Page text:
Your Destination Awaits

So you’ve read through the recipe, you’ve planned your route (ingredients, Mise en Place, preparation) and you’ve arrived at your destination: dinner on the table, glass of wine in hand, while your family tucks in around you, safe in the knowledge that there are no dreaded lima beans because you’ve subbed in peas instead (because your family likes peas).  You can sit back, put your feet up, and enjoy your wine, all relaxed and stress free because you planned your route and arrived at your destination, problem free. Welcome to dinner!

Everyone loves a good kitchen hack. What tips for recipe success do you have?  Please share in the comments below.  Thanks for going on this little road trip with us.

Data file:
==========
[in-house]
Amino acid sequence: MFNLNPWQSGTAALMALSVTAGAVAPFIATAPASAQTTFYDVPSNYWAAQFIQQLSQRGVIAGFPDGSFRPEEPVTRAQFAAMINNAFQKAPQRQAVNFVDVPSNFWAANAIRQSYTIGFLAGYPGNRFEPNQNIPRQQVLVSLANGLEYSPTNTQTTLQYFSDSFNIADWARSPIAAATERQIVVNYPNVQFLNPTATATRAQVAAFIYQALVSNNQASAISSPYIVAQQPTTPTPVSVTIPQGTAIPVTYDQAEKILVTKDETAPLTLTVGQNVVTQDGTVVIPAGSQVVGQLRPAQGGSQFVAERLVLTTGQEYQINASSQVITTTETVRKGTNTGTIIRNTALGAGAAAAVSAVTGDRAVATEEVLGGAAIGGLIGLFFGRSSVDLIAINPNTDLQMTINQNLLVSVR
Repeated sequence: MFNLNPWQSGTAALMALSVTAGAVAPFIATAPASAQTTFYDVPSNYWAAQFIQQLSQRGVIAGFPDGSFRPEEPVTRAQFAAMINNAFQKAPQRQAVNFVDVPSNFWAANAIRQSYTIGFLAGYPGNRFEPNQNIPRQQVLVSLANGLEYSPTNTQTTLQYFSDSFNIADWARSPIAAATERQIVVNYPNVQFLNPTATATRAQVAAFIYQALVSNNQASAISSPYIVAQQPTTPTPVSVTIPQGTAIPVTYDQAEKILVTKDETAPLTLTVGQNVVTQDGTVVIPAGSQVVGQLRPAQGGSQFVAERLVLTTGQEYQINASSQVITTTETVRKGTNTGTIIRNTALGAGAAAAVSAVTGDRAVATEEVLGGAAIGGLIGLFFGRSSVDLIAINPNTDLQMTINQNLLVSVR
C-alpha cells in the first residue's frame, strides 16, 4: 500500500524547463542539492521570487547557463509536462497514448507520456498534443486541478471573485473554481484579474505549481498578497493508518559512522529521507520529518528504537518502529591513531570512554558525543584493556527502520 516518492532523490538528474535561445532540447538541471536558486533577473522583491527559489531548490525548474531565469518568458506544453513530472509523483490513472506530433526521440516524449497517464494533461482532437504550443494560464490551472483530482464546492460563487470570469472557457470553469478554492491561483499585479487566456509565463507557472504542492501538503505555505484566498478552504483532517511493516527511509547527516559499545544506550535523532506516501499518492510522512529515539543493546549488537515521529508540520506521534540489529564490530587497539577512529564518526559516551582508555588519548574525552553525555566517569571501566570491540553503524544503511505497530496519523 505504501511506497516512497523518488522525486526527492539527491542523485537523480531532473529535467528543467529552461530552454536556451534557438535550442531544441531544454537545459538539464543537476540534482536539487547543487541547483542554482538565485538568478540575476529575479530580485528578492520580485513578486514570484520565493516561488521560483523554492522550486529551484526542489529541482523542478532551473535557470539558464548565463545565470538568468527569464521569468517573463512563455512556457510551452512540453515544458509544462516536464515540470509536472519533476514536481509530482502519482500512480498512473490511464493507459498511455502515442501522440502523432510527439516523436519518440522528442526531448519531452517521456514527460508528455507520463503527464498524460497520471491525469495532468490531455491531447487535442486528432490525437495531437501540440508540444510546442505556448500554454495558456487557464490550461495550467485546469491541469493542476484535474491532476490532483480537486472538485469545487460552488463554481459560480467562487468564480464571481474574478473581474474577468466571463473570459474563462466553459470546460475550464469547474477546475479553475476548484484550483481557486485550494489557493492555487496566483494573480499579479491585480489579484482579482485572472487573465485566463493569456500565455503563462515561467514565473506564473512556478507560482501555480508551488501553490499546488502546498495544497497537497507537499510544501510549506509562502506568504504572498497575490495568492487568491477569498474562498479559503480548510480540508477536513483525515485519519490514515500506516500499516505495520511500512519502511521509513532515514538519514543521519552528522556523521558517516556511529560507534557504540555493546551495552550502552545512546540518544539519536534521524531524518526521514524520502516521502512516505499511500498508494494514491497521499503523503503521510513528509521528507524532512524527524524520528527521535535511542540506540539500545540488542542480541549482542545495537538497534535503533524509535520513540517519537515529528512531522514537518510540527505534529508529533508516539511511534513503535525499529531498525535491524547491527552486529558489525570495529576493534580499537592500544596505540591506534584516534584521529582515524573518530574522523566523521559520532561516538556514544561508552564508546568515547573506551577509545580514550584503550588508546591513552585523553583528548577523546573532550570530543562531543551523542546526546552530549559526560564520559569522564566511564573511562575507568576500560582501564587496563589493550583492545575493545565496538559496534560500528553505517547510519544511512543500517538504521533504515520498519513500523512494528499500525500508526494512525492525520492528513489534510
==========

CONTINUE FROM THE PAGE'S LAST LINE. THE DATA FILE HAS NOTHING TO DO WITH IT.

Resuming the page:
* When I say I don’t like things to taste salty, that’s not entirely true.  I love salty hard boiled eggs, and salty avocado mashed onto nice, grainy toast is divine. I make a lemon-thyme roast chicken that is simply delicious, and the skin is generously rubbed with a herbed lemon salt.  The salt makes all the fat under the skin melt away, so the skin gets all crispy and salty tasting.  I call it chicken candy.  I’ll share the recipe one day.